Last but not least, we have our Service Fabric Cluster where we can see the health status of the nodes and applications (currently there are no applications deployed yet). Another important item here is the Service Fabric Explorer link.

Clicking on the link opens another browser tab which brings us this really nice portal for visualizing the cluster. Right away, from the Essentials menu, you get an easy to look at overall dashboard view of the cluster and its health. Clicking on the Details menu brings you Health Events, Load Information, and Upgrade info. Clicking on the Cluster Map menu we can see the Fault/Upgrade domain info for the cluster. Clicking on the Manifest menu will show the cluster manifest that was generated and used during upgrades.

Under the Cluster tree menu we have two subtrees, Applications and Nodes. Drilling down into Applications and into System we can see there are 5 services running. Those being:

  • ClusterManagerService
  • FailoverManagerService
  • ImageStoreService
  • NamingService
  • UpgradeService

Under each service is a partition showing each replica contained within it. You can see that node 2 is currently listed as Primary with the others being ActiveSecondary. Additional applications installed will show up here along with their stateless and stateful services, partitions, and replicas.

Drilling down into Nodes we can see all 5 nodes that make up the cluster and the details around the health state, status, upgrade/fault domain, IP address, unhealthy evaluations, and deployed applications. On the far right there is an Actions menu where you can Activate, Pause, Restart, Remove data, and Remove node state.

This has been a brief overview of a cluster just after deployment. For additional info on Service Fabric Explorer click here.

Now that the cluster deployment has completed, you can connect to your cluster and deploy your applications.

Connecting to the VM

To connect to an individual VM in a Scale Set, you can use either the DNS name or IP address of the Public IP address resource that is associated to the load balancer.

The NAT rules defined during the deployment define an incoming port range starting at say 3389 to port 3389 of the first VM, an incoming port of 3390 to port 3389 for the second VM, and so on. You can view these by clicking on the Inbound NAT rules setting of the load balancer resource.

Unfortunately this is the default setting when deploying through the Azure Portal. If you wish to change these port ranges you will want to download the json template prior to deployment and edit the resource for loadBalancers>inboundNatPools>frontendPortRangeStart and frontendPortRangeEnd values, then perform the deployment using the modified template.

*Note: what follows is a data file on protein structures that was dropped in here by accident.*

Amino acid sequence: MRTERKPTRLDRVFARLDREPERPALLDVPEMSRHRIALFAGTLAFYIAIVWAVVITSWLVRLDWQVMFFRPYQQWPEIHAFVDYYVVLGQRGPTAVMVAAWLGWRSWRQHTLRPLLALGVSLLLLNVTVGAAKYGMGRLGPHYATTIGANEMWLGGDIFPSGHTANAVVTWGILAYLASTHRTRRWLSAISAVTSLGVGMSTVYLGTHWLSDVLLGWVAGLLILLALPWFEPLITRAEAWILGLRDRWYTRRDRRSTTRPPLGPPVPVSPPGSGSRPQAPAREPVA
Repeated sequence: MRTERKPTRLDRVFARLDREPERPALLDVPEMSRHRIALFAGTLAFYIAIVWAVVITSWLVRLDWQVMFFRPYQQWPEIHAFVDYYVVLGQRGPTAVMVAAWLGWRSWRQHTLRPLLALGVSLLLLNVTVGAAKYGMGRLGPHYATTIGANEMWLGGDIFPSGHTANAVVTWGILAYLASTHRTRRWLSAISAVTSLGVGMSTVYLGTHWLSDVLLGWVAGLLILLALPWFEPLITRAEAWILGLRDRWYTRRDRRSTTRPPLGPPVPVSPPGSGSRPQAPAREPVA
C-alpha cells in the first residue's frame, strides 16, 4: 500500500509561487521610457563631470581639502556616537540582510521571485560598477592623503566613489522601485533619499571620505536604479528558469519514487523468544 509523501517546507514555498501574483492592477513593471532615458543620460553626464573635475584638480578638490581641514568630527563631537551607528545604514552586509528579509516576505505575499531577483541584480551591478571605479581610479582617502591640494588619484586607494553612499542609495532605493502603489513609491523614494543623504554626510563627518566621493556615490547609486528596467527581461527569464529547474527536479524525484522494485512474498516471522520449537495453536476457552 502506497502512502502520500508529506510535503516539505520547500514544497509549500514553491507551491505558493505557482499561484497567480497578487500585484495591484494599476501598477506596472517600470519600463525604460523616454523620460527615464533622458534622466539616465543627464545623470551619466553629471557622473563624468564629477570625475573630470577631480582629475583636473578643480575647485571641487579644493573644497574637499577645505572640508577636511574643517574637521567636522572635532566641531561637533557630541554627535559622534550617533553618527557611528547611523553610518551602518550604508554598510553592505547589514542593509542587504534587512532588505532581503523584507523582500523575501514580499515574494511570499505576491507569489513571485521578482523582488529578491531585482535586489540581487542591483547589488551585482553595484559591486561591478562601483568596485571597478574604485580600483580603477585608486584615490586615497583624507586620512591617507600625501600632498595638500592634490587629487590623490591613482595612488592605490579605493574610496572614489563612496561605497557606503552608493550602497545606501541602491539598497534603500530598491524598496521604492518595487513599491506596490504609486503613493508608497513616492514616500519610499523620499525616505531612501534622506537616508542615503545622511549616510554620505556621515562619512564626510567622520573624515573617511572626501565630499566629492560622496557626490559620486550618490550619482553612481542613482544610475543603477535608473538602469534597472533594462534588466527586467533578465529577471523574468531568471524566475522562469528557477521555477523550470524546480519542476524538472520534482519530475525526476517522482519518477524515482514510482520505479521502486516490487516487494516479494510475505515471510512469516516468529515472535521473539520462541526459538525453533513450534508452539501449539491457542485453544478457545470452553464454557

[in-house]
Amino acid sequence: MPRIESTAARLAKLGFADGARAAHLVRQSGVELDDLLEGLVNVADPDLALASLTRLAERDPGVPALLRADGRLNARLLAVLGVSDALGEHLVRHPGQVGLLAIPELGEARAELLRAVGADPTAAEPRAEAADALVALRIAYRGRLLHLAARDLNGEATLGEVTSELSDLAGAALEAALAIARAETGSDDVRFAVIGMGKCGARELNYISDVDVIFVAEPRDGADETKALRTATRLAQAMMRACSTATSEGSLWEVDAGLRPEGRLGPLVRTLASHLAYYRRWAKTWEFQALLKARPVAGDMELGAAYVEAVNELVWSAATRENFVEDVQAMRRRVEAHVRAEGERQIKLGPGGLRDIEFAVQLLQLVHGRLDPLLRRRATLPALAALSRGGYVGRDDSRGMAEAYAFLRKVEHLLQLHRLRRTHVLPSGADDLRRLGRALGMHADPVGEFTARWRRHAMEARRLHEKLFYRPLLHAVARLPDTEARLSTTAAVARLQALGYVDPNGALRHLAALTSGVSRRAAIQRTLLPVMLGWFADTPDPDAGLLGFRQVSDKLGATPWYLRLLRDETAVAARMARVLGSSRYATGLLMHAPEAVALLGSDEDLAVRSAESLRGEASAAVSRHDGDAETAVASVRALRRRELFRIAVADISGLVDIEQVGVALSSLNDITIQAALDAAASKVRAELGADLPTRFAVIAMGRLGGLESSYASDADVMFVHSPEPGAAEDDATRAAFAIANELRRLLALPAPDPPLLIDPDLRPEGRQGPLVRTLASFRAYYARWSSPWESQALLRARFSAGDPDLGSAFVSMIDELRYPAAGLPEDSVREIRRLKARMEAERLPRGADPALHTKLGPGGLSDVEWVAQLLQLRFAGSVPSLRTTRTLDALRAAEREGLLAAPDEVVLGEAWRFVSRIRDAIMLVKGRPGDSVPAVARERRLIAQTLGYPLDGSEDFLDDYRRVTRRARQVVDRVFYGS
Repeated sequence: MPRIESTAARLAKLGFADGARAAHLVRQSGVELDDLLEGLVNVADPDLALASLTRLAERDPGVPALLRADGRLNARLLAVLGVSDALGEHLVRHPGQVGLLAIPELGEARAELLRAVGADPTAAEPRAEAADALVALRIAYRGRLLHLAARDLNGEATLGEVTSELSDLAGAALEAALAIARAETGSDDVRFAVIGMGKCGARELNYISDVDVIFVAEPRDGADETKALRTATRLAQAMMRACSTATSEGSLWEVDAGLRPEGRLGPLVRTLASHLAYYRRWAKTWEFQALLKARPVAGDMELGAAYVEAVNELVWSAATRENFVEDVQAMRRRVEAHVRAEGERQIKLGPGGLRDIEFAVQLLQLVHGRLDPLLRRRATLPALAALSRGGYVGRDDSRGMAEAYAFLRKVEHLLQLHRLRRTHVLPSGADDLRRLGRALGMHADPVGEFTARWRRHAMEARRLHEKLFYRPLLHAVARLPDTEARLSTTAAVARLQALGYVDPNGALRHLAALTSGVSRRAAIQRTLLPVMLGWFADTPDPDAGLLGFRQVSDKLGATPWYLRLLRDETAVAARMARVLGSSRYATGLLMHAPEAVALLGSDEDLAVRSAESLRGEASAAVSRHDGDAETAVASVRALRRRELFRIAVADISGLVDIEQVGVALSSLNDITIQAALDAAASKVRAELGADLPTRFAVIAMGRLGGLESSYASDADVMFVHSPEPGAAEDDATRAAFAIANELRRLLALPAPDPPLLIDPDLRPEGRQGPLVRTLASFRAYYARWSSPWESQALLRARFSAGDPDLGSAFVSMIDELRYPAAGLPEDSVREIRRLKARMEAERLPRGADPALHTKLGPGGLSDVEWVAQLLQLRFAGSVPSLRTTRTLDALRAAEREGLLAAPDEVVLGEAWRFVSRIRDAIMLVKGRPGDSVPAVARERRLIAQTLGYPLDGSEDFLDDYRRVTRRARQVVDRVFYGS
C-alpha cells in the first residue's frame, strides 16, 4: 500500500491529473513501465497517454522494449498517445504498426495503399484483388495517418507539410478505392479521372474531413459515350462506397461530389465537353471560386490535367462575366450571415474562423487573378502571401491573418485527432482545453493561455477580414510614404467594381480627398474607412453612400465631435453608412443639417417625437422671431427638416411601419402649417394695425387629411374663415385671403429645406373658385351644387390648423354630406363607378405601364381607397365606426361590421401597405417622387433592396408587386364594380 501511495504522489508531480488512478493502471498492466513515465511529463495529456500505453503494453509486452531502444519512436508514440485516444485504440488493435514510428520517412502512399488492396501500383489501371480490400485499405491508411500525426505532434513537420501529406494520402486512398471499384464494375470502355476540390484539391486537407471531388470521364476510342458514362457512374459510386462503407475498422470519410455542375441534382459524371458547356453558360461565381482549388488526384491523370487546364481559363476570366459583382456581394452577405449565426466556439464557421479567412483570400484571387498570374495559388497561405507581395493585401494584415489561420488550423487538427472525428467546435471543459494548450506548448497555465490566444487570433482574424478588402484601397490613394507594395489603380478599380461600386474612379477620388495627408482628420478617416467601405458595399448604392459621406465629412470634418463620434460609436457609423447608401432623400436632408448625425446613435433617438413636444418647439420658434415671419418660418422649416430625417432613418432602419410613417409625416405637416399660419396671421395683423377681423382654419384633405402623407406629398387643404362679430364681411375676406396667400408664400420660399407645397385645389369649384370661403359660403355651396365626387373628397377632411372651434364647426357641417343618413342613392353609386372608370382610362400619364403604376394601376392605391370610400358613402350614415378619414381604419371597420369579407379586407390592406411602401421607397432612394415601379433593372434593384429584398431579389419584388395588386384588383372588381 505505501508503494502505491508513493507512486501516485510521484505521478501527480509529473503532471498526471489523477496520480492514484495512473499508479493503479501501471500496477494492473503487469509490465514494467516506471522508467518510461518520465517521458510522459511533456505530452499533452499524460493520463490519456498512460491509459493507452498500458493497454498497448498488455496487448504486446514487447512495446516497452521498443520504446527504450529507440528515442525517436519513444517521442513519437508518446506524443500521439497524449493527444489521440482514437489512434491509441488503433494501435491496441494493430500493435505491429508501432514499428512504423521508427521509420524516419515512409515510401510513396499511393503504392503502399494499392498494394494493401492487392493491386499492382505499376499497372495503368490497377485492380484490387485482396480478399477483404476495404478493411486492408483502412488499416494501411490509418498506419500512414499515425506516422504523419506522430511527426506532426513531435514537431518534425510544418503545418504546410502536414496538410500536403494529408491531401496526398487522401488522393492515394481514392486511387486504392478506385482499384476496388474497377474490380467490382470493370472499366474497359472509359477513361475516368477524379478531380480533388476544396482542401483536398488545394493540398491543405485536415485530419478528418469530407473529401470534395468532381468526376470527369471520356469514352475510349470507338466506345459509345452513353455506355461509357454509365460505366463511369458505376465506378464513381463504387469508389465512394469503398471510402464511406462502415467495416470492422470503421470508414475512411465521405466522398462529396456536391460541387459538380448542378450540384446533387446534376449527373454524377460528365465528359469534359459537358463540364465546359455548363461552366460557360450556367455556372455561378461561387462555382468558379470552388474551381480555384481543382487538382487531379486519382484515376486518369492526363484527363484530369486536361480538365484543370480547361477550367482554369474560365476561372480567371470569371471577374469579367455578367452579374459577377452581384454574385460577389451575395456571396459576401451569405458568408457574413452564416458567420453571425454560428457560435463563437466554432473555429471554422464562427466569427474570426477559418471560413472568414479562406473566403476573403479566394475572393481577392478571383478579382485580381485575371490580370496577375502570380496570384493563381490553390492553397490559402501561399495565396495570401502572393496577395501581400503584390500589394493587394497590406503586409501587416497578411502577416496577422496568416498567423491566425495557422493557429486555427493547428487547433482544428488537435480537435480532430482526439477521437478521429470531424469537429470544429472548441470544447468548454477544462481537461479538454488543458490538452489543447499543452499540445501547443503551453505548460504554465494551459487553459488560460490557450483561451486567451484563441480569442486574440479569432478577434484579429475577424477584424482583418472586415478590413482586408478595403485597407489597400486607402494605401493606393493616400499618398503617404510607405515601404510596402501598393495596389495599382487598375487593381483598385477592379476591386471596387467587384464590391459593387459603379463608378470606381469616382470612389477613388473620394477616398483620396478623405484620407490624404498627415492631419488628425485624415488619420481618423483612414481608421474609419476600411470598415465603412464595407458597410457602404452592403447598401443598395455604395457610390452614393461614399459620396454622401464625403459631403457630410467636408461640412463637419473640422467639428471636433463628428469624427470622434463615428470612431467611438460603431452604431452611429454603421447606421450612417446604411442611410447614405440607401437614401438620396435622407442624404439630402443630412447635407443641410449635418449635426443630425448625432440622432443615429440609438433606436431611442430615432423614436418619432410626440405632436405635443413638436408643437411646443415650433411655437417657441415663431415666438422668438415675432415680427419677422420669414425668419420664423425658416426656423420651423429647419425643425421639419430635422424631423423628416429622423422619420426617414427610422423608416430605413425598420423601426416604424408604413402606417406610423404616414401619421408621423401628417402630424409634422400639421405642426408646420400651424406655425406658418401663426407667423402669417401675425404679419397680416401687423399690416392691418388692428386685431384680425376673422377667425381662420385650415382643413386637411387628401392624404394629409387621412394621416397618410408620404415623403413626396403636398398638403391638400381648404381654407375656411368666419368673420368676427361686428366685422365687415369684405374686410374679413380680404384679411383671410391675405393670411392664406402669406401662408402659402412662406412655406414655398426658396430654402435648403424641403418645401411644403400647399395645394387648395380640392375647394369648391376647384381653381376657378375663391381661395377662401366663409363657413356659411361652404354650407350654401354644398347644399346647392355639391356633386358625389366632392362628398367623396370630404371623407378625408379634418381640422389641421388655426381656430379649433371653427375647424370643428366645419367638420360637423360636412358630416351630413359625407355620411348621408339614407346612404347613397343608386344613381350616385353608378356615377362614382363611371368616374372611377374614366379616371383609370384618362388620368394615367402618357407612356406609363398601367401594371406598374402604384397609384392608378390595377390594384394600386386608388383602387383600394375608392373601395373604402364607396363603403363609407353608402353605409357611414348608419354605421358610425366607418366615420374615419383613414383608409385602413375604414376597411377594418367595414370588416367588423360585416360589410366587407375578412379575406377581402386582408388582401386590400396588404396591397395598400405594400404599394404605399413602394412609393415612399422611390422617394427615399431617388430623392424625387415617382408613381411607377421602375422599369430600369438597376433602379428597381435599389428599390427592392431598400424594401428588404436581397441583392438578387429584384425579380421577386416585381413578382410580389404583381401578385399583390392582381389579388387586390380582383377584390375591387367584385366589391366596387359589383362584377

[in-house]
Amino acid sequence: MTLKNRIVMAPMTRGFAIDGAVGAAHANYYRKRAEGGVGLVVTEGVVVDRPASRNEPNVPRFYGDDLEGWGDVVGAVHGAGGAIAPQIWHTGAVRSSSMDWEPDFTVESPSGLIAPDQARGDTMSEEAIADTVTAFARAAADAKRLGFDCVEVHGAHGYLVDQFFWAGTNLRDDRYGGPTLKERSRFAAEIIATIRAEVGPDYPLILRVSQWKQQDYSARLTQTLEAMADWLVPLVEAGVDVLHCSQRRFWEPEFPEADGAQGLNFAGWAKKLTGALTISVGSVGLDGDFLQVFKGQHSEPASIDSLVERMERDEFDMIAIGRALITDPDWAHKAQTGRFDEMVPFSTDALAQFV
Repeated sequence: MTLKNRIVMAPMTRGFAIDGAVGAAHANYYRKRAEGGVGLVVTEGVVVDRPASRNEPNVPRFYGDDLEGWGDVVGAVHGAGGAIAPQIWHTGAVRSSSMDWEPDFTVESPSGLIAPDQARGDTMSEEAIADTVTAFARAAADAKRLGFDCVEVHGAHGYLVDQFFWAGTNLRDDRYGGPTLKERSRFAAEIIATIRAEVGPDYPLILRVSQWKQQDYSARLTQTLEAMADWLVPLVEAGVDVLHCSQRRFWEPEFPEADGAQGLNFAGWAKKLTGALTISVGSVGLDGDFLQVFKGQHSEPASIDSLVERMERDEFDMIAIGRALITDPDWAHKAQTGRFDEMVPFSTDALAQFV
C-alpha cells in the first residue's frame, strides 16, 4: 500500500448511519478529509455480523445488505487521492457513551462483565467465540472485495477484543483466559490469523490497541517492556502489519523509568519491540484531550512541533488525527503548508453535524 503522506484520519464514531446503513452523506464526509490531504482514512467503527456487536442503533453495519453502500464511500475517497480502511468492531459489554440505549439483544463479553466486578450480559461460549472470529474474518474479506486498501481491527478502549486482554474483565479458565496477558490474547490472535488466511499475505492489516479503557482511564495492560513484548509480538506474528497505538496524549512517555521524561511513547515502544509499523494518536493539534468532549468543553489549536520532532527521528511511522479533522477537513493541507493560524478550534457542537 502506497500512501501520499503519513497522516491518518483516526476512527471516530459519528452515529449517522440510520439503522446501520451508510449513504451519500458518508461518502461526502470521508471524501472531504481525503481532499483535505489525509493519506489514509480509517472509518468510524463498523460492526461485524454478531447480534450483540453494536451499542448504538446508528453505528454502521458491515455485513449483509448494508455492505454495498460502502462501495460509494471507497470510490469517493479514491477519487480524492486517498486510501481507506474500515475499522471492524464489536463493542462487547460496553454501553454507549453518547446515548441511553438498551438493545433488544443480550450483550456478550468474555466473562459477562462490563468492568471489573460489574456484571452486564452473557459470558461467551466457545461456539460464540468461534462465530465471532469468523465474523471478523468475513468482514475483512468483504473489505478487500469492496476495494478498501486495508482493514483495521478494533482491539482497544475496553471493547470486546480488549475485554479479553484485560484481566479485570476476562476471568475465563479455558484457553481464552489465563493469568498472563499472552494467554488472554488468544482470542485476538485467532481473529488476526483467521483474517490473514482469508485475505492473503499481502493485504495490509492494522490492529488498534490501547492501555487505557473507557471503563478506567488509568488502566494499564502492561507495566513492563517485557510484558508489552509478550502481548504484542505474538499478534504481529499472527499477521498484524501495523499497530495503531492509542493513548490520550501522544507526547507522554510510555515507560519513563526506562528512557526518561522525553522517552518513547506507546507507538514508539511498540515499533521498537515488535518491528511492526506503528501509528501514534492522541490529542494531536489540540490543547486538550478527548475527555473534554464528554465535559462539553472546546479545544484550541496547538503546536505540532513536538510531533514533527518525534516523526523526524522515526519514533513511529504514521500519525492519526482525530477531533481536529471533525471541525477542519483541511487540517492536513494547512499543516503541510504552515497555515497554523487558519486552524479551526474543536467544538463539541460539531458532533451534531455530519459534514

I hope this helps to get you started deploying and testing Service Fabric. Initially this series was planned for 3 parts but I soon found there is just too much to discuss. So stay tuned for my next post as we continue to explore further.

 

Overview of Azure Service Fabric

Today, in part 2 of this series, I wanted to continue down the path of exploring Azure Service Fabric by presenting an overview of Azure Service Fabric. In part 1 of this series we talked about why you would want to use something like Service Fabric. That led us to a primer discussion around microservices which just so happen to run on the Service Fabric platform. If you haven’t done so already, you may want to read part 1 of this series first as it will help you build a better understanding.

My Journey to Service Fabric

Recently I was working on a project where the customer had an application that was hosted in Azure. They were utilizing the Cloud Services platform but soon came to terms that it may not be the best option for their application. With Cloud Services there are some limitations around being able to scale an application, primarily dependent upon how the application was architected. They soon realized that they needed a solution where their application workload would be scalable, reliable, and manageable. They had already begun to start working on a microservices approach for the application so it was only fitting that they explore Service Fabric. Hence, why I decided to write this blog series. I figured I could help others down the Service Fabric road to becoming DevOps Unicorns. So let’s see what Service fabric is all about.

What is Service Fabric

Service Fabric in its most simplest form is a platform for running microservices. It can’t be that simple right? Well, it is quite simplistic but there is much more to it than that. Service Fabric is a distributed systems platform that simplifies the packaging, deployment, and manageability of scalable and reliable microservices. This platform significantly changes how developers and administrators approach the deployment and management of mission-critical workloads. No longer do they have to deal with building and managing complex infrastructures. Instead they can focus their efforts on their application, increasing productivity and customer satisfaction.